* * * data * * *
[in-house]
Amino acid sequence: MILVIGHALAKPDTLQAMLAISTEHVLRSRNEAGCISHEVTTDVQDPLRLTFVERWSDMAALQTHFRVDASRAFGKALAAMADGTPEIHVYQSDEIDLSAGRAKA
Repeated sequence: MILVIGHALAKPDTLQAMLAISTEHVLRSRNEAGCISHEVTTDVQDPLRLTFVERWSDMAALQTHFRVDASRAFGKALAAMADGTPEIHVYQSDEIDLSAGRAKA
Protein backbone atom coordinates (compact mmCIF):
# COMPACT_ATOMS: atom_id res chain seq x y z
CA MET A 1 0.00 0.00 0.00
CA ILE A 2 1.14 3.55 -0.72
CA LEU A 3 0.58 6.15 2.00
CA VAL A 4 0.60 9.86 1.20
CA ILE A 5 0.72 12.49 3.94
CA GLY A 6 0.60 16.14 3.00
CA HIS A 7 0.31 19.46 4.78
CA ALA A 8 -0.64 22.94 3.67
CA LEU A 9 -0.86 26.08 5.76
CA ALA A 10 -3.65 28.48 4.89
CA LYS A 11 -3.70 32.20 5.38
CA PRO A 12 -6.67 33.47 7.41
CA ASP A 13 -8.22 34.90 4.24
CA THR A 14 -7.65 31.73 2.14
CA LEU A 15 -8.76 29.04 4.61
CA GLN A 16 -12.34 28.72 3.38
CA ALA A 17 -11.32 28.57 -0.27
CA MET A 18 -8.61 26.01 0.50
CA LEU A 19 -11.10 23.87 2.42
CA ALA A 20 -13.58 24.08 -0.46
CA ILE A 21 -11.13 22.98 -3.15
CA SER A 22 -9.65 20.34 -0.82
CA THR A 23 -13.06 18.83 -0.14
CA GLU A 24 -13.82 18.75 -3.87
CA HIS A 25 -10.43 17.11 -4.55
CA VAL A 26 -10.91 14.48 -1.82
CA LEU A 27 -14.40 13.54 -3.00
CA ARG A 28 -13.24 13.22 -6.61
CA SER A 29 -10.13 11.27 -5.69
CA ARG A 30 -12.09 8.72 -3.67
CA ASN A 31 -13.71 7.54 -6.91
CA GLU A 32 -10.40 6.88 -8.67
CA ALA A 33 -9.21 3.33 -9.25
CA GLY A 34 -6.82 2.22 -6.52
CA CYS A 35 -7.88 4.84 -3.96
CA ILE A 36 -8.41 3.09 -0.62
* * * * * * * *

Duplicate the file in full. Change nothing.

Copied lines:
[in-house]
Amino acid sequence: MILVIGHALAKPDTLQAMLAISTEHVLRSRNEAGCISHEVTTDVQDPLRLTFVERWSDMAALQTHFRVDASRAFGKALAAMADGTPEIHVYQSDEIDLSAGRAKA
Repeated sequence: MILVIGHALAKPDTLQAMLAISTEHVLRSRNEAGCISHEVTTDVQDPLRLTFVERWSDMAALQTHFRVDASRAFGKALAAMADGTPEIHVYQSDEIDLSAGRAKA
Protein backbone atom coordinates (compact mmCIF):
# COMPACT_ATOMS: atom_id res chain seq x y z
CA MET A 1 0.00 0.00 0.00
CA ILE A 2 1.14 3.55 -0.72
CA LEU A 3 0.58 6.15 2.00
CA VAL A 4 0.60 9.86 1.20
CA ILE A 5 0.72 12.49 3.94
CA GLY A 6 0.60 16.14 3.00
CA HIS A 7 0.31 19.46 4.78
CA ALA A 8 -0.64 22.94 3.67
CA LEU A 9 -0.86 26.08 5.76
CA ALA A 10 -3.65 28.48 4.89
CA LYS A 11 -3.70 32.20 5.38
CA PRO A 12 -6.67 33.47 7.41
CA ASP A 13 -8.22 34.90 4.24
CA THR A 14 -7.65 31.73 2.14
CA LEU A 15 -8.76 29.04 4.61
CA GLN A 16 -12.34 28.72 3.38
CA ALA A 17 -11.32 28.57 -0.27
CA MET A 18 -8.61 26.01 0.50
CA LEU A 19 -11.10 23.87 2.42
CA ALA A 20 -13.58 24.08 -0.46
CA ILE A 21 -11.13 22.98 -3.15
CA SER A 22 -9.65 20.34 -0.82
CA THR A 23 -13.06 18.83 -0.14
CA GLU A 24 -13.82 18.75 -3.87
CA HIS A 25 -10.43 17.11 -4.55
CA VAL A 26 -10.91 14.48 -1.82
CA LEU A 27 -14.40 13.54 -3.00
CA ARG A 28 -13.24 13.22 -6.61
CA SER A 29 -10.13 11.27 -5.69
CA ARG A 30 -12.09 8.72 -3.67
CA ASN A 31 -13.71 7.54 -6.91
CA GLU A 32 -10.40 6.88 -8.67
CA ALA A 33 -9.21 3.33 -9.25
CA GLY A 34 -6.82 2.22 -6.52
CA CYS A 35 -7.88 4.84 -3.96
CA ILE A 36 -8.41 3.09 -0.62